Jeff On Call: More on Cold Calls, Harassment


Q: This question relates to your October 26 post on Cold Calls & Defining Harassment. Are the rights of companies the same as the individual candidate you mention in this post? I ask in the context of an outside search firm marketing into, or attempting to recruit from, a corporation. Can the company claim they are damaged by receiving a recruiter’s phone calls (i.e., disruption/interference of normal business suffered as a result of calls into the company)?

A: Yes, the rights are basically the same. However, the intensity and the danger is much higher.

These days, it’s tempting for failing businesses to blame anyone they can. Regardless of the real reason (mismanagement, the economy, competition, etc.), losing key employees tends to trip lawsuits against those involved.

Moreover, the massive damages alleged by an employer can be expected to include reduced market share, loss of investor confidence, inability to attract talent, loss of present and future profits, etc. There’s virtually no limit on the amount of a judgment (judge-decided) or verdict (jury-decided) award, since we’re talking about compensatory (to compensate), punitive (to punish), and exemplary (to set an example) damages.

Aside from the invasion of privacy issues (which are personal to a candidate), the inducing breach of contract, interference with contractual relations, and interference with prospective economic advantage intentional tort theories are the same.

This is because the third-party (recruiter) interference allegedly disrupted the bilateral contract between the employer (source) and the employee (candidate). So each party has rights against the interference.

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Of course, employers usually have more money, more lawyers, and more politics. So the likelihood of major litigation is higher and so are the stakes.

Many of these lawsuits are filed to simply give nervous management types job security. With litigation pending, they have “cover,” since their claims have credibility. And who’d terminate a key witness? I was fascinated by this move when I was in HR, since we’d have totally useless, highly paid employees doing absolutely nothing for years. They just kept the discovery pot boiling in protracted lawsuits against totally innocent recruiters and competitors. Always talking about terrible misdeeds and huge awards that they never could prove. The lawsuits took on a life of their own and reached old age.


To participate in future Q&As, email Keep in mind you should always consult with your own attorney. Nothing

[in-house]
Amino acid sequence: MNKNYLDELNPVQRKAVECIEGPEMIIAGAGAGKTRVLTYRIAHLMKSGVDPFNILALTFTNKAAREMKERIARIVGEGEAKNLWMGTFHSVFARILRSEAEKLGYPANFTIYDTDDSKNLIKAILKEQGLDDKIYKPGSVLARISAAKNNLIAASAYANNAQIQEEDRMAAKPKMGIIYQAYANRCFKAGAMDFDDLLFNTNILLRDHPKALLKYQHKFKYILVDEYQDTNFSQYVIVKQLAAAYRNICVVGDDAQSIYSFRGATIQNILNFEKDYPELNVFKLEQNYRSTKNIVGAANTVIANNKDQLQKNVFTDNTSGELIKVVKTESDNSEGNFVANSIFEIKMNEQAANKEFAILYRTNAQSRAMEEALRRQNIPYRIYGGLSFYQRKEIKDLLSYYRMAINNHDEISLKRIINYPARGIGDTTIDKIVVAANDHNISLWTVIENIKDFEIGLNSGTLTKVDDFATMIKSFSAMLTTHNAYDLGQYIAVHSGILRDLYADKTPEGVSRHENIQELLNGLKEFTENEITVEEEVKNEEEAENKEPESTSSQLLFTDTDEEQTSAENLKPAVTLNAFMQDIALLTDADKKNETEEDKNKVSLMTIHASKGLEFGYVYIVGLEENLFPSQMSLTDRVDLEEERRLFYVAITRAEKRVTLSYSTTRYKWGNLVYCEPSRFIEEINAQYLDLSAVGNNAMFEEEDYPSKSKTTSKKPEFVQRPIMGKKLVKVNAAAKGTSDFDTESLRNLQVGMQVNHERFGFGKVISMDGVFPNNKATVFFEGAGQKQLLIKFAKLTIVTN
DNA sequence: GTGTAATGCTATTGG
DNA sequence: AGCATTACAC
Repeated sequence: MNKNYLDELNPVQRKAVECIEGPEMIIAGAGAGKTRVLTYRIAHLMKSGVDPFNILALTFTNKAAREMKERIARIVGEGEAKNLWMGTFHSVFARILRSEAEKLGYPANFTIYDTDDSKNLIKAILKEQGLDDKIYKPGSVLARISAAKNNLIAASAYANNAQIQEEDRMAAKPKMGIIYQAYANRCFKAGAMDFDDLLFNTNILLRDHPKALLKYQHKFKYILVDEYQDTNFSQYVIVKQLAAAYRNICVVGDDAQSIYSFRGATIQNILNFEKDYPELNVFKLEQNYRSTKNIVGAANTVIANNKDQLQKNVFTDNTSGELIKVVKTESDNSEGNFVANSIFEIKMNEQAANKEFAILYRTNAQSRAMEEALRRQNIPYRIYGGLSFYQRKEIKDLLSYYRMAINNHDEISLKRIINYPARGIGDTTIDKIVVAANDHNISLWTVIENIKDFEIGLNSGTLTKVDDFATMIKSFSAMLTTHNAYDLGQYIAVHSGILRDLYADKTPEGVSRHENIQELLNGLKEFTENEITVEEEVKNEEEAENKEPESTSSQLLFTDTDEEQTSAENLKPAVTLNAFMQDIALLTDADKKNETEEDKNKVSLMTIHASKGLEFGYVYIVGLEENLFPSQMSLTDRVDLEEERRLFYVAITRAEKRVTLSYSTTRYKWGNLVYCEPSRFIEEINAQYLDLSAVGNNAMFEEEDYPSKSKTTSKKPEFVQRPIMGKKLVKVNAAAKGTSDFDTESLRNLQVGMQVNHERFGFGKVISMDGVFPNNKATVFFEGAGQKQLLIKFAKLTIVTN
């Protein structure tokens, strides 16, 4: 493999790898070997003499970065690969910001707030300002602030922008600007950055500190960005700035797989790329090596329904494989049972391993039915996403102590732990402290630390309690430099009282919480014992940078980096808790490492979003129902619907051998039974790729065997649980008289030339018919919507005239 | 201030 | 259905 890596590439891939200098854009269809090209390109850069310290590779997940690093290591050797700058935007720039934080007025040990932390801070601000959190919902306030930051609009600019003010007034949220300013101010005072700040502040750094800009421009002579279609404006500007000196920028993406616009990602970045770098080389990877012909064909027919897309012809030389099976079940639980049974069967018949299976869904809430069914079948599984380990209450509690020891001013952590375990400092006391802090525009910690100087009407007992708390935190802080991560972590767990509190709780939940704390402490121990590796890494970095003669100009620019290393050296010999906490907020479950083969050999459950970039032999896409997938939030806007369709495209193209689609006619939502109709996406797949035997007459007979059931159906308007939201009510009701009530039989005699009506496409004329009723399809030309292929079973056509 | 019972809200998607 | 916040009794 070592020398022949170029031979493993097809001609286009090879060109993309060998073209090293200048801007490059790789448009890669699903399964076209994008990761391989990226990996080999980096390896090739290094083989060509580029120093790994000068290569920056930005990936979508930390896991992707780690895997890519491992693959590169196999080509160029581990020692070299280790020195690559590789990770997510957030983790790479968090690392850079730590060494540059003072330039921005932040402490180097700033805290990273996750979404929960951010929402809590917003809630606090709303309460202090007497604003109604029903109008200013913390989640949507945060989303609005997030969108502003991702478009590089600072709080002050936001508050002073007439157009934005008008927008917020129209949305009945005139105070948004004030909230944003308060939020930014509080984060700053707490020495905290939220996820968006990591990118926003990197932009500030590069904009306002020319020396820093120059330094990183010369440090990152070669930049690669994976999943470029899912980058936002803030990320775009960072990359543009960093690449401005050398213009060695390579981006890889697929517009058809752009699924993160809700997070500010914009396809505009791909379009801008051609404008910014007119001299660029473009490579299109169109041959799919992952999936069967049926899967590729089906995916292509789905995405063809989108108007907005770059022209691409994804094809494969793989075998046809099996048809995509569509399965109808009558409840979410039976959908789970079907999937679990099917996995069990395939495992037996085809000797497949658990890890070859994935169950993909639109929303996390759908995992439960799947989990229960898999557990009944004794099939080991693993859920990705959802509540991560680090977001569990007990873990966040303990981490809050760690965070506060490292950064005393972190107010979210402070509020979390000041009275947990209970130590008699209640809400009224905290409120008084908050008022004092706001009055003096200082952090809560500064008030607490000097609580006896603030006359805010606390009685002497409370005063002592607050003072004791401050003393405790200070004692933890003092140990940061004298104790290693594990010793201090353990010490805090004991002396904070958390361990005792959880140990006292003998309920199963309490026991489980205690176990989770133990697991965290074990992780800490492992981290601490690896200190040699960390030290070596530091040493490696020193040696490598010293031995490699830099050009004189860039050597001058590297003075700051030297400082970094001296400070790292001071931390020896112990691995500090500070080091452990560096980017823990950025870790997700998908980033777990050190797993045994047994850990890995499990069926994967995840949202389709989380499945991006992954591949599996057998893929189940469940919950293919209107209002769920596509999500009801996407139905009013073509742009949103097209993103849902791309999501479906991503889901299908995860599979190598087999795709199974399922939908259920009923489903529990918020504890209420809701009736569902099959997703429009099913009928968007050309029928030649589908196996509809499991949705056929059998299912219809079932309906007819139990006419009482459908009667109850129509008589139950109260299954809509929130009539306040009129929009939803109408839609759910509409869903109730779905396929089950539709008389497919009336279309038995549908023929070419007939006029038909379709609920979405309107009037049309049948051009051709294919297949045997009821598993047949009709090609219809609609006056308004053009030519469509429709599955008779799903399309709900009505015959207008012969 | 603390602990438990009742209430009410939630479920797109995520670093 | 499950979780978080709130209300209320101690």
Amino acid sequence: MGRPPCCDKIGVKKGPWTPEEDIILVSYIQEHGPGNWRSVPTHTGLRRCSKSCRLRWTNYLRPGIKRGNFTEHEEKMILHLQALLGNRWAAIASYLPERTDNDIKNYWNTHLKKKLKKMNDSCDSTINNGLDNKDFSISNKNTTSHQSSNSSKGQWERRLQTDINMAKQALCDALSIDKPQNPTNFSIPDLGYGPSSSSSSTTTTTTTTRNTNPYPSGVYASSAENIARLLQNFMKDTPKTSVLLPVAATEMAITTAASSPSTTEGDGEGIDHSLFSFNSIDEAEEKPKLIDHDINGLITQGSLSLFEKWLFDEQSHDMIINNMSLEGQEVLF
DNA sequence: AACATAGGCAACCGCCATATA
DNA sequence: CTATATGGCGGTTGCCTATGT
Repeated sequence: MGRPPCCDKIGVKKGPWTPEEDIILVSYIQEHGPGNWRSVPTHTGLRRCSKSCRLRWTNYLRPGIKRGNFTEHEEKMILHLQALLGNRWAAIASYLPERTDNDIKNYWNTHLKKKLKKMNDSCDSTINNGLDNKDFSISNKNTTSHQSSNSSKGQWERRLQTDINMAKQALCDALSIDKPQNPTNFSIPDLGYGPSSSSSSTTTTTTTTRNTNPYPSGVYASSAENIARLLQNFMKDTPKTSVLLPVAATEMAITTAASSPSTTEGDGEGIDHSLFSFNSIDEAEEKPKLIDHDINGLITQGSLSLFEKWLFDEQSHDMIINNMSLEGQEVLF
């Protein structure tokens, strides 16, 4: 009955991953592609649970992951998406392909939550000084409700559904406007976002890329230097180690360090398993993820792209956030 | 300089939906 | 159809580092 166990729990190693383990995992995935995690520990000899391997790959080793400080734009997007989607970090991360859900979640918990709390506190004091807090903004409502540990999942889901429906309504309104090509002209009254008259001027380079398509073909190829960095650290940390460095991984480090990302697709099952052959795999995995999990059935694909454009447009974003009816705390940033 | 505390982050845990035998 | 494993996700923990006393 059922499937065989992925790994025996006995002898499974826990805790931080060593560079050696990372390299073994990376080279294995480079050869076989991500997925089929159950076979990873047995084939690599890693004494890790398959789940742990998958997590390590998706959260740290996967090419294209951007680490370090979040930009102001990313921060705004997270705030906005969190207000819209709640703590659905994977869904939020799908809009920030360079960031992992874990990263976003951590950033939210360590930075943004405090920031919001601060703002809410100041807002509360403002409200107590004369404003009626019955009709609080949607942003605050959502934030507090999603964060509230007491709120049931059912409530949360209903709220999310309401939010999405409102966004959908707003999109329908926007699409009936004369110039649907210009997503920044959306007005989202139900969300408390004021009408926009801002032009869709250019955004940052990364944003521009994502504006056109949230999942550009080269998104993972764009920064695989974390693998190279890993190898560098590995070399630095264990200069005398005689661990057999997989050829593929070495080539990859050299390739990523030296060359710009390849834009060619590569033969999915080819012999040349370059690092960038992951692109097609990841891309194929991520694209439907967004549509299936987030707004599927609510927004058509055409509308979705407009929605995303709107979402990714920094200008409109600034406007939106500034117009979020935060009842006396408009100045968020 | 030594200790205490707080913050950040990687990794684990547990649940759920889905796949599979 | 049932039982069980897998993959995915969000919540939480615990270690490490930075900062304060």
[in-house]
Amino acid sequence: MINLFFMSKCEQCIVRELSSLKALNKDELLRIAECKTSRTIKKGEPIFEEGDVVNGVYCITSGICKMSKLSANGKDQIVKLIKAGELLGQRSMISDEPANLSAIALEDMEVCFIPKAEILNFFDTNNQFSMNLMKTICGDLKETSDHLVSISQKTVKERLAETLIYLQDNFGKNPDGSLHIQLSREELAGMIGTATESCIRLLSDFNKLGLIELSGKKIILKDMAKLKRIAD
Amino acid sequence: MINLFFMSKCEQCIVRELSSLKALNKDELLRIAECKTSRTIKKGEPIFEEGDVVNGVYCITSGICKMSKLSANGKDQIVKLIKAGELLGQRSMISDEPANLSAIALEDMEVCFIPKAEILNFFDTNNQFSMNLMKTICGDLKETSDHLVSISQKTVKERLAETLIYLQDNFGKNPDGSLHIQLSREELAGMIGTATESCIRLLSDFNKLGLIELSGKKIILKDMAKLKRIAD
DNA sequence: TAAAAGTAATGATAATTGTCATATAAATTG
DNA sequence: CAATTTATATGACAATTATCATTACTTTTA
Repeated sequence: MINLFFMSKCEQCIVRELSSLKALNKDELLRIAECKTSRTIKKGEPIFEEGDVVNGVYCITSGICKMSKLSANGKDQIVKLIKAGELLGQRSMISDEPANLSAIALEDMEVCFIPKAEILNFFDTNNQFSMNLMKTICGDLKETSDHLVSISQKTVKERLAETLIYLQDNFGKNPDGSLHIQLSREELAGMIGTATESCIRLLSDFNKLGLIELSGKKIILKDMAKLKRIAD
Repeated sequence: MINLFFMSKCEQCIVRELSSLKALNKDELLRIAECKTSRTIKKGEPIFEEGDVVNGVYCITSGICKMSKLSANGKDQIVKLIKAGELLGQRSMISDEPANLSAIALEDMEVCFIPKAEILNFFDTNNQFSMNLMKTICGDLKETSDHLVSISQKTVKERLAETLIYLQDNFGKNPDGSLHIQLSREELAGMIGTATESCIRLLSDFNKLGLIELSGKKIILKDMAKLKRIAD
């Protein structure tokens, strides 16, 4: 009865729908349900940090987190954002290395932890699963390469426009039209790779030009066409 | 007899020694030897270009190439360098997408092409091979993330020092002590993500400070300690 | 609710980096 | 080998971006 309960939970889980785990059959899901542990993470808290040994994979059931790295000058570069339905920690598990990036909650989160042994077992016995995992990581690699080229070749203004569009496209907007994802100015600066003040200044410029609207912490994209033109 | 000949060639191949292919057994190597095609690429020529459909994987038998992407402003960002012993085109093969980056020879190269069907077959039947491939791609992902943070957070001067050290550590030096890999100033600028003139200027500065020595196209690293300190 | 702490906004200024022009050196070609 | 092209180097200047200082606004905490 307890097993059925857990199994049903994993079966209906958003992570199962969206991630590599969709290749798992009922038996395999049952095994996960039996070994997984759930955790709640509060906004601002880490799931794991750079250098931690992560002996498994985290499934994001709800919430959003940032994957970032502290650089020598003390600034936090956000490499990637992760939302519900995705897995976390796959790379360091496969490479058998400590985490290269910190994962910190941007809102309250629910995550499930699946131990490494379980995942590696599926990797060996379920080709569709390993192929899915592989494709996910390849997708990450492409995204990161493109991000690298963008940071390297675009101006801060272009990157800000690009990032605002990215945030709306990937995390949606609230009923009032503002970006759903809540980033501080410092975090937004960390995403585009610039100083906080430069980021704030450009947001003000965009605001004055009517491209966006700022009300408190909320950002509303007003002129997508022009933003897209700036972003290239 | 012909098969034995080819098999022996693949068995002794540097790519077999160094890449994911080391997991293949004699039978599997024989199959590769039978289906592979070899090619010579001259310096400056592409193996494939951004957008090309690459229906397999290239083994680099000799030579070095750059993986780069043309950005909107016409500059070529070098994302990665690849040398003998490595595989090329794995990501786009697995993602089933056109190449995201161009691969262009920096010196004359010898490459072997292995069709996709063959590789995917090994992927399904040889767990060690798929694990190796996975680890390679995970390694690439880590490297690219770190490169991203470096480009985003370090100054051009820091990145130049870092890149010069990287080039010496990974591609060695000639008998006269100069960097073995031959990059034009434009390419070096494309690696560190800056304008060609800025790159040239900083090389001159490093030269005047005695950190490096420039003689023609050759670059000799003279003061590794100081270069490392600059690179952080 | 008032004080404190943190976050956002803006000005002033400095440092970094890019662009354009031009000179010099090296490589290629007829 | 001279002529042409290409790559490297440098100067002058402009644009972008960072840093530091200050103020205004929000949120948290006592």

contained herein should be construed as legal advice. It is for your information only.

More than thirty-five years ago, Jeffrey G. Allen, J.D., C.P.C. turned a decade of recruiting and human resources management into the legal specialty of placement law. Since 1975, Jeff has collected more placement fees, litigated more trade secrets cases, and assisted more placement practitioners than anyone else. From individuals to multinational corporations in every phase of staffing, his name is synonymous with competent legal representation. Jeff holds four certifications in placement and is the author of 24 popular books in the career field, including bestsellers How to Turn an Interview into a Job, The Complete Q&A Job Interview Book and the revolutionary Instant Interviews. As the world?s leading placement lawyer, Jeff?s experience includes: Thirty-five years of law practice specializing in representation of staffing businesses and practitioners; Author of ?The Allen Law?--the only placement information trade secrets law in the United States; Expert witness on employment and placement matters; Recruiter and staffing service office manager; Human resources manager for major employers; Certified Personnel Consultant, Certified Placement Counselor, Certified Employment Specialist and Certified Search Specialist designations; Cofounder of the national Certified Search Specialist program; Special Advisor to the American Employment Association; General Counsel to the California Association of Personnel Consultants (honorary lifetime membership conferred); Founder and Director of the National Placement Law Center; Recipient of the Staffing Industry Lifetime Achievement Award; Advisor to national, regional and state trade associations on legal, ethics and legislative matters; Author of The Placement Strategy Handbook, Placement Management, The National Placement Law Center Fee Collection Guide and The Best of Jeff Allen, published by Search Research Institute exclusively for the staffing industry; and Producer of the EMPLAW Audio Series on employment law matters. Email him at


1 Comment on “Jeff On Call: More on Cold Calls, Harassment

  1. Hi Jeff,

    I was wondering, with so many companies hiring people on an “at will” basis these days (even going so far as putting it in a written offer letter); does that in any way lessen a companies ability to legally claim “breach of contract” or “interference of contractual relations” when a recruiter helps to secure a companies employees for another firm?

    Tom Keoughan

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